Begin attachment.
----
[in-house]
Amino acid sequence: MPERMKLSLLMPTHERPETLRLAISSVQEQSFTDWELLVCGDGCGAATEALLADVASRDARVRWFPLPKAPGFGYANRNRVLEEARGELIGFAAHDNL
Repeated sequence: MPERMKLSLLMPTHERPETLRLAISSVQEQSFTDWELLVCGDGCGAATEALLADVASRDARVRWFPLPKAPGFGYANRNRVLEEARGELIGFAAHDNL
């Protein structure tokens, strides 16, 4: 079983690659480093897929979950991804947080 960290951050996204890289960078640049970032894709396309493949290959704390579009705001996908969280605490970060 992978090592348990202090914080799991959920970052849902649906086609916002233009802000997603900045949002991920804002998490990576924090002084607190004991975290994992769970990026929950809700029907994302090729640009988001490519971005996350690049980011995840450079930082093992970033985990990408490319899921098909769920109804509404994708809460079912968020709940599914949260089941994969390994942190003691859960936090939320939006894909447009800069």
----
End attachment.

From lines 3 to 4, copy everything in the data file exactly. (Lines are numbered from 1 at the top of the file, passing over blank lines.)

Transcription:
Repeated sequence: MPERMKLSLLMPTHERPETLRLAISSVQEQSFTDWELLVCGDGCGAATEALLADVASRDARVRWFPLPKAPGFGYANRNRVLEEARGELIGFAAHDNL
């Protein structure tokens, strides 16, 4: 079983690659480093897929979950991804947080 960290951050996204890289960078640049970032894709396309493949290959704390579009705001996908969280605490970060 992978090592348990202090914080799991959920970052849902649906086609916002233009802000997603900045949002991920804002998490990576924090002084607190004991975290994992769970990026929950809700029907994302090729640009988001490519971005996350690049980011995840450079930082093992970033985990990408490319899921098909769920109804509404994708809460079912968020709940599914949260089941994969390994942190003691859960936090939320939006894909447009800069």